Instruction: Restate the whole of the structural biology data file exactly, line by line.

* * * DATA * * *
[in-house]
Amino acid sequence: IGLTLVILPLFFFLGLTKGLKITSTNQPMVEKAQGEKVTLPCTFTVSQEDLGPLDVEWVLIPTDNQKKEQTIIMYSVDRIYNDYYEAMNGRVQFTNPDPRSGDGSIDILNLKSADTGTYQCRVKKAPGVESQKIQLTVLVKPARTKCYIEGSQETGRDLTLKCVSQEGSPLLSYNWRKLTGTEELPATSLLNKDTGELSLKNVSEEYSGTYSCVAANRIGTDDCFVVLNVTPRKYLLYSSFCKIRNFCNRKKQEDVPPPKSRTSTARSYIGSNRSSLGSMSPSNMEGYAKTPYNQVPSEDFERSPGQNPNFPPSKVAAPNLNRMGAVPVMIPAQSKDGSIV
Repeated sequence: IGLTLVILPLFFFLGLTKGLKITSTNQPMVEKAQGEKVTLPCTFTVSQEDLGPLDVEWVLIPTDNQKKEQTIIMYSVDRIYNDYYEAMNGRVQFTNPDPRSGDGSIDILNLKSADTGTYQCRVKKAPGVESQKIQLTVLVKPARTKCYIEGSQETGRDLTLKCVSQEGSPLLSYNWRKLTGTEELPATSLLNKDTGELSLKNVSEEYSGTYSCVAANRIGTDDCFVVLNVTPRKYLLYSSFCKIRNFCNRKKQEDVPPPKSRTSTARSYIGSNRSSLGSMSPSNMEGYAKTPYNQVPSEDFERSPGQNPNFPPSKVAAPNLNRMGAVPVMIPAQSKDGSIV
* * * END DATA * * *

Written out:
[in-house]
Amino acid sequence: IGLTLVILPLFFFLGLTKGLKITSTNQPMVEKAQGEKVTLPCTFTVSQEDLGPLDVEWVLIPTDNQKKEQTIIMYSVDRIYNDYYEAMNGRVQFTNPDPRSGDGSIDILNLKSADTGTYQCRVKKAPGVESQKIQLTVLVKPARTKCYIEGSQETGRDLTLKCVSQEGSPLLSYNWRKLTGTEELPATSLLNKDTGELSLKNVSEEYSGTYSCVAANRIGTDDCFVVLNVTPRKYLLYSSFCKIRNFCNRKKQEDVPPPKSRTSTARSYIGSNRSSLGSMSPSNMEGYAKTPYNQVPSEDFERSPGQNPNFPPSKVAAPNLNRMGAVPVMIPAQSKDGSIV
Repeated sequence: IGLTLVILPLFFFLGLTKGLKITSTNQPMVEKAQGEKVTLPCTFTVSQEDLGPLDVEWVLIPTDNQKKEQTIIMYSVDRIYNDYYEAMNGRVQFTNPDPRSGDGSIDILNLKSADTGTYQCRVKKAPGVESQKIQLTVLVKPARTKCYIEGSQETGRDLTLKCVSQEGSPLLSYNWRKLTGTEELPATSLLNKDTGELSLKNVSEEYSGTYSCVAANRIGTDDCFVVLNVTPRKYLLYSSFCKIRNFCNRKKQEDVPPPKSRTSTARSYIGSNRSSLGSMSPSNMEGYAKTPYNQVPSEDFERSPGQNPNFPPSKVAAPNLNRMGAVPVMIPAQSKDGSIV